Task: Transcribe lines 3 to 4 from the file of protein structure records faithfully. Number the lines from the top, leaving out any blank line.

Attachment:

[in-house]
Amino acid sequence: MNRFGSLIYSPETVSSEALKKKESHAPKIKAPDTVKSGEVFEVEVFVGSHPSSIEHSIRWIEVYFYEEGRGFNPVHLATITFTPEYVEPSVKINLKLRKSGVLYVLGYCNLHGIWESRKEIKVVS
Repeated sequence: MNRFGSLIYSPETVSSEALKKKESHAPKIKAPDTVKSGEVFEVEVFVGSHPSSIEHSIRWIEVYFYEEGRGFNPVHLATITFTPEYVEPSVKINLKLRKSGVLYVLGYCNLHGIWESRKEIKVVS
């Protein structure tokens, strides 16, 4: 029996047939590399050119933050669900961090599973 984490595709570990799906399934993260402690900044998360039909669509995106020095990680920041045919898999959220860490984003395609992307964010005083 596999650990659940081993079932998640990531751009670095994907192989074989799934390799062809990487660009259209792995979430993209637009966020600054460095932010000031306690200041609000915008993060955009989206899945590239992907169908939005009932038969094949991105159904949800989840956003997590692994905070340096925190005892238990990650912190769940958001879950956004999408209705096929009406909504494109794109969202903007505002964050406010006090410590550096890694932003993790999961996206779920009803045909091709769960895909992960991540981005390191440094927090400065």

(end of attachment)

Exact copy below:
Repeated sequence: MNRFGSLIYSPETVSSEALKKKESHAPKIKAPDTVKSGEVFEVEVFVGSHPSSIEHSIRWIEVYFYEEGRGFNPVHLATITFTPEYVEPSVKINLKLRKSGVLYVLGYCNLHGIWESRKEIKVVS
């Protein structure tokens, strides 16, 4: 029996047939590399050119933050669900961090599973 984490595709570990799906399934993260402690900044998360039909669509995106020095990680920041045919898999959220860490984003395609992307964010005083 596999650990659940081993079932998640990531751009670095994907192989074989799934390799062809990487660009259209792995979430993209637009966020600054460095932010000031306690200041609000915008993060955009989206899945590239992907169908939005009932038969094949991105159904949800989840956003997590692994905070340096925190005892238990990650912190769940958001879950956004999408209705096929009406909504494109794109969202903007505002964050406010006090410590550096890694932003993790999961996206779920009803045909091709769960895909992960991540981005390191440094927090400065």